During the 2012 NBA Playoffs, James was a 44 percent shooter under the same criteria. That may seem like a very small difference but James was much more efficient in the aggregate in 2012, taking less shots and making more of the ones that he took.
He was also by far a better all-around player, controlling the game more by increasing his rebounding production.
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James turned in one of the epic performances in NBA Playoffs history last season in Game 4 of the Heat's series against Indiana. "The King" poured in 40 points, snared 18 boards and dished out 9 assists, on 52 percent shooting; a line that would make all-time greats like Magic Johnson and Michael Jordan blush.
James dominated, at times throughout the 2012 Playoffs, proving why he's the league's best player. Yet, with less than one minute to go in Game 2 of that same series against Indiana, LeBron came to the free throw line for two shots with Miami down by one point. He missed both free throws and Miami went on to lose the game.
Well, that belief is in the mind of the beholder. Prior to those two free throws LeBron had shot 8-11 from the charity stripe for the game. For his career, LeBron's free throw percentage is virtually identical in the regular season and the Playoffs. Just a small sample size of one game but food for thought, nonetheless.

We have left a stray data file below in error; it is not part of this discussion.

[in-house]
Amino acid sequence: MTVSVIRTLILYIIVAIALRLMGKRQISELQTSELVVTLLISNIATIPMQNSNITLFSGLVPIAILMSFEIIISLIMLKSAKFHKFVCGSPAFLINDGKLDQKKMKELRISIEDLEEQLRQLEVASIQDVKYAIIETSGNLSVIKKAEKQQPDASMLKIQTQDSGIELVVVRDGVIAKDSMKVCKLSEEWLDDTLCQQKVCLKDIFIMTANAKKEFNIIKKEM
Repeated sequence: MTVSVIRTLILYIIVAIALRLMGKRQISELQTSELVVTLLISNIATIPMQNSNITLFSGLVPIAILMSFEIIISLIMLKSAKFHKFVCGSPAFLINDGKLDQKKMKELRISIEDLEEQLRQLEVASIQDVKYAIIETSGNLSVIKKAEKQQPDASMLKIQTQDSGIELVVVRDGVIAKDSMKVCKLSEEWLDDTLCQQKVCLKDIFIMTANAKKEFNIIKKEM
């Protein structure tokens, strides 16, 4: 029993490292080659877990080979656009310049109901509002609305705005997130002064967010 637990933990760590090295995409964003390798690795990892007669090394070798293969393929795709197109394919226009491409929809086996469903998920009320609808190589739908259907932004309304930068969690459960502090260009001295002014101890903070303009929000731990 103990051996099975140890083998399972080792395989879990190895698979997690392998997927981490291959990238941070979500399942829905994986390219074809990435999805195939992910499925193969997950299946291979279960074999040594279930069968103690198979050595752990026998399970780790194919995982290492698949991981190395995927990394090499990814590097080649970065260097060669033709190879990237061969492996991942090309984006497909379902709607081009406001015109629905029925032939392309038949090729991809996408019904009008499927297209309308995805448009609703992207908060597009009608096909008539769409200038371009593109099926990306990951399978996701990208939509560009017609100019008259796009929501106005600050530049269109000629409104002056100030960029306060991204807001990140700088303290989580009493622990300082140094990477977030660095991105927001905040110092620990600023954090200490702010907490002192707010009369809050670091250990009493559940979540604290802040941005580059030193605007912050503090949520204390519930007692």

What the statistics cannot show as definitively is a player's aversion to taking a shot in big moments. That is something for the pundits and fans to discuss and is more subject to the,"eye test." LeBron's hesitance to shoot in the clutch came under fire during the 2011 NBA Finals against Dallas.
James only averaged 17.8 ppg in the 2011 Finals and repeatedly passed up big shots. This further perpetuated the sport public's curiosity on whether there really is a "clutch" gene or if some players simply rise to the occasion better in big moments than others, for reasons beyond our ability to quantify.
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Close to defeat, James rose to his feet in 2012 and averaged 28.6 ppg in the NBA Finals, overwhelming the Thunder and showing why he's the best in the world. James already had won several MVP's but now had the ring to prove that he truly is the best.
That's just the way it works in American professional sports.
LeBron James holds three MVP awards, to be precise, and has shown no signs of slowing down or losing the title of, top player in the league. But LeBron knows that he will be judged by how many championships he wins. One is great. But Jordan won six. Magic won five.
Maybe for now, we should all just be content watching a man in the prime of his career who some day may be one of the very greatest players to live. Sure, he has his work cut out for him to win several more championships.
Basketball fans know it's fun to just watch and admire the best in the world as he continues yet another championship quest.